A protester’s log
By Sheena O’Connor for Beyond the Railroad
On a Sunday afternoon in May, the sun is bright and there is a breeze. Summer is coming but it’s been sidetracked by COVID 19. The livestream of today’s church service has just ended and I am anxious about what lies ahead. I plan to march. More specifically, I intend to raise my voice against police brutality against Black people. I dress in all black and an orange pin that says, “Racism hurts everyone.” I put a black wrap on my head, adding about three inches to my height. I look the part of the quintessential activist, but there is no time to make a sign. I do not want to be late.
I have marched before, but this time feels different, as if all of these protests might amount to a change in the way police police; changes in laws that discriminate against Black people. Maybe this feeling is partly due to the surgical mask on my face. We are, after all, putting ourselves at risk as we demonstrate during a pandemic. I feel compelled to take a stand. I must be in that number. As I drive to the meetup site, I think about the ancestors. Would they be proud of us for protesting or would they lament because we still have to protest?
Facebook alerts me to the location of the group I am joining. “They are in front of the Foot Locker,” I shout to a Black couple also dressed in black. They nod at me as they head to “The Ave,” Jamaica Avenue in Queens. All over the nation and even the world, people are marching. I wonder what the streets would say if they could speak. They have seen so many Black lives taken unjustly at the
hands of police, many of them before we could capture them on our phones. I turn the corner and I see thick crowds of people on the move. It seems as if the streets could buckle under the weight -- of pain, hurt, oppression and racism.
It seems as if the majority can finally “see” what Black people have been grieving for centuries. We could have avoided so much if the streets could talk. I fall in line. I see George Floyd’s name on protest signs. I will never forget the video of his murder and his cries for breath that fell upon deaf ears of those sworn to protect. I become despondent. Those four police officers had almost nine minutes to show a modicum of humanity and save George Floyd’s life, and they did nothing. The despondency evolves into a quiet rage. I resist it. Now is not the time. Anger is not the way.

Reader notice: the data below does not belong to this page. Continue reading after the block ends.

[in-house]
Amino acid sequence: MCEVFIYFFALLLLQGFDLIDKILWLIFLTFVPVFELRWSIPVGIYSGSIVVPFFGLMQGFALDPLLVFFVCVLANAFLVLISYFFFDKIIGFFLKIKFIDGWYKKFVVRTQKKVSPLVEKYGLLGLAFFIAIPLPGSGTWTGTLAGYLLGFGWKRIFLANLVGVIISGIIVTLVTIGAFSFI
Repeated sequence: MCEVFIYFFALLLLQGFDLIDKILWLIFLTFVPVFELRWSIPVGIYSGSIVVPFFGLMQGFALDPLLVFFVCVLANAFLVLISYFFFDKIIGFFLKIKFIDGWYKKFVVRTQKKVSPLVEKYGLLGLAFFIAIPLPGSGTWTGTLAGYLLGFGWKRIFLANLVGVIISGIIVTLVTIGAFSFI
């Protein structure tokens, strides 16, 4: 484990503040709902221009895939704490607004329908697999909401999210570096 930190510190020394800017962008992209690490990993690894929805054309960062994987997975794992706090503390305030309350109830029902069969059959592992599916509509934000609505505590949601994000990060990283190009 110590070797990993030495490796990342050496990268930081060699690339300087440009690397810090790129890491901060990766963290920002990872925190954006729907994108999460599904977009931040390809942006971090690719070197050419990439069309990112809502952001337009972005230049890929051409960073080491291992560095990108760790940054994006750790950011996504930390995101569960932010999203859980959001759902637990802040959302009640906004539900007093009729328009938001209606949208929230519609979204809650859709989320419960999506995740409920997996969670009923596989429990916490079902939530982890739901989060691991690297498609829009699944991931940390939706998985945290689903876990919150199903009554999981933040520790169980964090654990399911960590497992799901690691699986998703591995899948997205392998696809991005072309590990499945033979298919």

The police are here. My mom begged me not to come. Between chants of “No Justice, No Peace,” I try to count the number of officers but I keep losing track. I form an escape route in my head in case things go awry. Visions of rubber bullets and tear gas flash through my mind. I do not want to be arrested.
The police presence is undeniable. The march is peaceful, as organizers promised, except for a random man cursing at an officer. Organizers said it would be peaceful and it is, but this random man is cursing at an officer. I also see the black, white and blue flag that represents “Blue Lives Matter” and police who are against the protesters. I move. My mom would be pissed if something happened to me. #Jamaicans They're giving out masks and I cannot believe we still have to wear them. What if something actually pops off? I did not bring milk with me in case there is tear gas. I forgot to charge my phone. I did not even write the number of one of those free lawyers on my arm. I am not cut out for activism, but I have to be here. I wonder who will police the police? Then a moment happens. Some of the officers take a knee with the protesters. Most cheer but some are skeptical. I’m not sure Colin Kaepernick would be happy either. We march on.
I have not walked down The Ave in years. There is a new Burlington Coat Factory and Chipotle. It is hot in all black. Where did they find all of these police officers anyway? COVID-19 really shut everything down. There are boards on most stores. Do they think we are going to steal? Not sure that there is anything to steal. Some of these stores may not come back. That would be a shame. I wonder how much further we will walk. Construction has stopped on many of the new high-rise apartment buildings. When they open, I am sure the rent will be sky-high - but why? This area is still considered the hood - it’s just close to the train. Is this how gentrification starts? Like a luxury apartment here, then a Starbucks here, then an artisanal candle shop and finally a bike lane? Should I move to Jersey?
“Stay focused,” I tell myself. “You are not here to fight that battle today.” Still, it is one battle that is part of a larger war against Black people. The murders of George Floyd, Breonna Taylor “#sayhername” and countless others deserve this outpouring, but it is easy to despair about how Black people are treated. Hashtags emerge instantly, and yet real change is slow. I cannot believe we still have to do this. It is 2020 --- 401 years after the first slave was ripped from their homeland and brought to the United States. At first I was hopeful but now I do not know. What will it really take for things to get better? Waiting was not efficacious.
The protest ends and people disperse. I walk back to my car. I really should have made a sign, I think. Maybe I will make a sign for the next one, if there is a next one.
Sheena O’Connor is a special education teacher at a charter school in Brooklyn, N.Y. She lives in Queens.
©Copyright 2020. Beyond the Railroad. All Rights Reserved.